Tamil Nadu chief minister Jayalalitha Jayaram's self-boosting extravaganza in Madurai has cost the nation an estimated 40,000 litres of precious diesel besides other less-easily computable natural resources such as wood for posters, cutouts and barricades
On JUNE 24, Tamil Nadu governor Bhishm Narain Singh inaugurated a national seminar on diesel conservation in road transport and exhorted bus and truck operators to conserve fuel. Just four days later, the ruling AIADMK arranged a massive jamboree at Madurai, with an eye tilted at the Guinness Book of Records. An estimated 10,000 vehicles converged on this temple town for the vetri mahanadu (victory convention).
This is not the first time that politicians have organised massive rallies to buttress their ego or to score points in the number game. Devi Lal, Chaudhary Charan Singh and MGR (M G Ramachandran) made their name organising extravaganzas and now, Jayalalitha has joined their ranks, capitalising on her film-actress image and projecting her image as puratchi thalaivi (revolutionary leader). The Madurai convention was an exercise in reinforcing this image.
In a bid to deflect opposition criticism, the organisers of the Madurai convention publicised their balance sheet which showed that even after an expenditure of Rs 2.37 crore, the party has Rs 1 crore left in its kitty. What the balance-sheet didn't say is that the nation's oil reserves are poorer by thousands of litres of fuel. A simple calculation can prove the point. The Indian Express reported 400 buses were used to transport the faithful from Madras to Madurai. Because there is a tendency to exaggerate on such occasions, 200 would surely be a safer figure. On an average, a bus uses one litre of diesel to cover 5 km. So, 40,000 litres of diesel would have been required for the 200 buses to cover the 1,000 km from Madras to Madurai and back. There were also a considerable number of other vehicles that converged on Madurai from other parts of the state. Then, of course, there are the millions of posters and scores of giant cutouts put up all over the city. Some may argue that the wood used for erecting barricades and cut-outs can be reused. But the same cannot be said for the tonnes of paper used to make posters.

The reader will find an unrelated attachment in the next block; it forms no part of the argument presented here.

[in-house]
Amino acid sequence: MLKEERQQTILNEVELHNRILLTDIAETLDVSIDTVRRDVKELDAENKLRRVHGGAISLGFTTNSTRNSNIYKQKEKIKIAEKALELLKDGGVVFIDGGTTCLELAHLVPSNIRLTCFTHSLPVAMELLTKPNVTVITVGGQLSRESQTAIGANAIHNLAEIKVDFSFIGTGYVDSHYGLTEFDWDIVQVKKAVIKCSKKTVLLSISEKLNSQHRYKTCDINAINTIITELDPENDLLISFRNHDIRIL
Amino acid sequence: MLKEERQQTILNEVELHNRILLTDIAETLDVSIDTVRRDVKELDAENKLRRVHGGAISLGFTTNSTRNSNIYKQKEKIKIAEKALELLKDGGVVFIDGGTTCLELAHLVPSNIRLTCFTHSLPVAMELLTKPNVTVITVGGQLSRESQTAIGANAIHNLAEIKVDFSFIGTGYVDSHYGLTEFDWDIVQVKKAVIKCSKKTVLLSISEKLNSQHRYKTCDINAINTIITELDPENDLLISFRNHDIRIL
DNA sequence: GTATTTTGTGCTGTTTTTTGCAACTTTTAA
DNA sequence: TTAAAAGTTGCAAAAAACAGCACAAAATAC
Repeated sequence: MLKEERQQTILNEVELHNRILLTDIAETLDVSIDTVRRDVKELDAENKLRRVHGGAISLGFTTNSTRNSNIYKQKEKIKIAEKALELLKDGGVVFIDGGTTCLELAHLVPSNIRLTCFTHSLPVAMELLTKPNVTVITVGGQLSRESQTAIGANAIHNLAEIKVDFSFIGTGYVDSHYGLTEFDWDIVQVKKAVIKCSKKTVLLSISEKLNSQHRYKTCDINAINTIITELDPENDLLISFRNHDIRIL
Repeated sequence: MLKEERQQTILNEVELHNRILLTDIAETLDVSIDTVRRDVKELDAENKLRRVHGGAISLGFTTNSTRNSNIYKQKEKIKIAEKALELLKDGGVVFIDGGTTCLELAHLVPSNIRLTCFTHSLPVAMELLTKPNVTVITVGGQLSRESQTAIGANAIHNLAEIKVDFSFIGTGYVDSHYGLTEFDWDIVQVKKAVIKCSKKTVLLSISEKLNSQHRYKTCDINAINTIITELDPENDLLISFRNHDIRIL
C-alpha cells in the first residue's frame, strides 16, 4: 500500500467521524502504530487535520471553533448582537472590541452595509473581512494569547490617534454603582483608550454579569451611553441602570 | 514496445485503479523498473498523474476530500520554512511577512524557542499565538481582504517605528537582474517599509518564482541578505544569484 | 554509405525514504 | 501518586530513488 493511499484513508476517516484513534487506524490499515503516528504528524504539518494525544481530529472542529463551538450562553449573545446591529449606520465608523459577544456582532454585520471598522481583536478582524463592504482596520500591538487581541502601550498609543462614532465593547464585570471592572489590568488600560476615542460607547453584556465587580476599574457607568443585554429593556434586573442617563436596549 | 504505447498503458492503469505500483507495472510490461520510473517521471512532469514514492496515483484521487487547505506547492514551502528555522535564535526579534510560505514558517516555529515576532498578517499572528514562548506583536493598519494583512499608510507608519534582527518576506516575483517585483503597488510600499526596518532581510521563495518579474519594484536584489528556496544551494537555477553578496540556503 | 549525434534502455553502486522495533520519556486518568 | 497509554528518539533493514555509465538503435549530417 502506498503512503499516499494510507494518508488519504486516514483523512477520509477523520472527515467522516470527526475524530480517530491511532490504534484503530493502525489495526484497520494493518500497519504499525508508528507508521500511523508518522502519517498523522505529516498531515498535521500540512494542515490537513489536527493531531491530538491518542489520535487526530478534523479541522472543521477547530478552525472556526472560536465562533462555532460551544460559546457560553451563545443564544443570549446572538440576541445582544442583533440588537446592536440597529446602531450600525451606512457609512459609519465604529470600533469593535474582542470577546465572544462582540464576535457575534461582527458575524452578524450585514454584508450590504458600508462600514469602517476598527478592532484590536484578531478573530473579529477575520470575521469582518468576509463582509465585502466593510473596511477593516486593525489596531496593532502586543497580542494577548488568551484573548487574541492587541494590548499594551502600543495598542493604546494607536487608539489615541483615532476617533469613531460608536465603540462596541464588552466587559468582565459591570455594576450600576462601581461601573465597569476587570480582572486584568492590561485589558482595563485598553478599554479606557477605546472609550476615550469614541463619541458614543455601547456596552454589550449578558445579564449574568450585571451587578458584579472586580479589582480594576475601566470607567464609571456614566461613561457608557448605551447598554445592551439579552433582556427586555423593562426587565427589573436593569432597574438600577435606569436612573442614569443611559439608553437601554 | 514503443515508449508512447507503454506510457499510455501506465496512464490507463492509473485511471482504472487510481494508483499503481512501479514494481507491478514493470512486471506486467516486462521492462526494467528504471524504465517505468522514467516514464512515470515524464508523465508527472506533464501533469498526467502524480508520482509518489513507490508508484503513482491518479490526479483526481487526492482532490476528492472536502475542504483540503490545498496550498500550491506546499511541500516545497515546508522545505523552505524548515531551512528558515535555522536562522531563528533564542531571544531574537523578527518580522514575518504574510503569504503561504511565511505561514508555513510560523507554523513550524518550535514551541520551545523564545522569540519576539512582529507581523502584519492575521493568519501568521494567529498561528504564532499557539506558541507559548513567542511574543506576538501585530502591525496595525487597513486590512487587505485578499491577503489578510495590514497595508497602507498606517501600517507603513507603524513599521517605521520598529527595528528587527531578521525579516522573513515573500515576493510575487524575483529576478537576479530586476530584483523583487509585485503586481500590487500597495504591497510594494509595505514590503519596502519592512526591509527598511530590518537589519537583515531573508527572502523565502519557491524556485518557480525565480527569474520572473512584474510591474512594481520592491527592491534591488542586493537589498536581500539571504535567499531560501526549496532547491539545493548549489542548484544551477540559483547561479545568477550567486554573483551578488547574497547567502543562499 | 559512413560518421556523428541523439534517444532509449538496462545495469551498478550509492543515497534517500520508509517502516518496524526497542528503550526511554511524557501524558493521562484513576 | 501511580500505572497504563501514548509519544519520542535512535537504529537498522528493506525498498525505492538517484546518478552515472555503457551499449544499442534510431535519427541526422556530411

The cost of such conventions cannot be calculated in mere financial terms. They need to be assessed in terms of their ecological cost for only then would the public realise that the highly publicised afforestation measures in the state can be brought to nought by one ill-considered megameet.
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